Staff need to find work meaningful and feel deep connection to organization
Job enrichment may be an important tool for retaining seasonal frontline staff, according to a University of Waterloo study.
After surveying 124 seasonal student workers who had just completed a four-month-long summer job, work engagement or positive feelings about work in general, and a psychological attachment to the organization, both accounted for a strong desire for them to return to work, found David Drewery, a PhD candidate in the Waterloo, Ont. university's Department of Recreation and Leisure Studies and author of the Retaining contingent frontline staff through job enrichment: the case of seasonal student workers.
“Managers can use job enrichment to make work more engaging and to develop a bond between staff and the organization,” he says. “Job enrichment aims to design work conditions in ways that maximize meaning, responsibility and knowledge.”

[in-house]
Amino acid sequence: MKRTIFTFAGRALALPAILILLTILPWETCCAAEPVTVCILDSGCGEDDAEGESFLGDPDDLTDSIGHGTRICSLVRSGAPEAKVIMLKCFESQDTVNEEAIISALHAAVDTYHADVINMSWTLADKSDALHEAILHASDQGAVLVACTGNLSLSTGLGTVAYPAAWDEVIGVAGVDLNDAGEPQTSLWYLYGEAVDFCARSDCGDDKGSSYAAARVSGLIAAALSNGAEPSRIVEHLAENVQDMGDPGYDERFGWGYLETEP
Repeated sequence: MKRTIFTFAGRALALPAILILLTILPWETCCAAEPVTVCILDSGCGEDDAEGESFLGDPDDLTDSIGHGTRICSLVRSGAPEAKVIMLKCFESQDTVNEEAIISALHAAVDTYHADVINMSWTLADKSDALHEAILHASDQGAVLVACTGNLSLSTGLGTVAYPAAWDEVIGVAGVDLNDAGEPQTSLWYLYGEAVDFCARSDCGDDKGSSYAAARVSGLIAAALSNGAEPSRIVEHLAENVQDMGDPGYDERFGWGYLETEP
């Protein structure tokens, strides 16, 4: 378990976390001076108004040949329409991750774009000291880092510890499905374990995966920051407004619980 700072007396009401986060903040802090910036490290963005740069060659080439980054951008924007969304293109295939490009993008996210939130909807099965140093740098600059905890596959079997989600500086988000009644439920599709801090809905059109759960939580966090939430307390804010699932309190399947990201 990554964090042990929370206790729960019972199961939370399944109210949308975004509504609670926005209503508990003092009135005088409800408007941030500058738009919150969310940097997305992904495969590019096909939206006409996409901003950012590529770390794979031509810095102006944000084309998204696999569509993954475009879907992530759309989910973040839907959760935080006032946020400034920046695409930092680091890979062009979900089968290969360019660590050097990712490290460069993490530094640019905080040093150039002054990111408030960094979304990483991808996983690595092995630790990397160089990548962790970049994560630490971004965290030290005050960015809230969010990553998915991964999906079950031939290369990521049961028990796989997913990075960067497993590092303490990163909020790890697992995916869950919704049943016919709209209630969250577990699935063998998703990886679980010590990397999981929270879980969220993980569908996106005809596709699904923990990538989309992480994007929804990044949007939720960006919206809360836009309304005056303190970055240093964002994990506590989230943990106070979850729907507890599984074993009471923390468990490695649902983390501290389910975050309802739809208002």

Drewery also found that both work engagement and organizational commitment were higher when students perceived that their jobs were enriched.
“Commitment was particularly important, which means that simply making work ‘fun’ is not enough to retain staff. Staff need to find their work meaningful, and must feel a deep connection to the organization,” he says.
Retaining contingent staff is a key management issue because turnover is very expensive, says Drewery.
“These results show that managers need to set clear expectations, remind frontline staff of the positive impact they have on their clients, give staff the tools they need and then trust them to use them appropriately," he says. "These are the building blocks of job enrichment.”
These insights follow the results of a recent survey that found talent attraction is one of the top concerns for corporate leaders worldwide in 2020.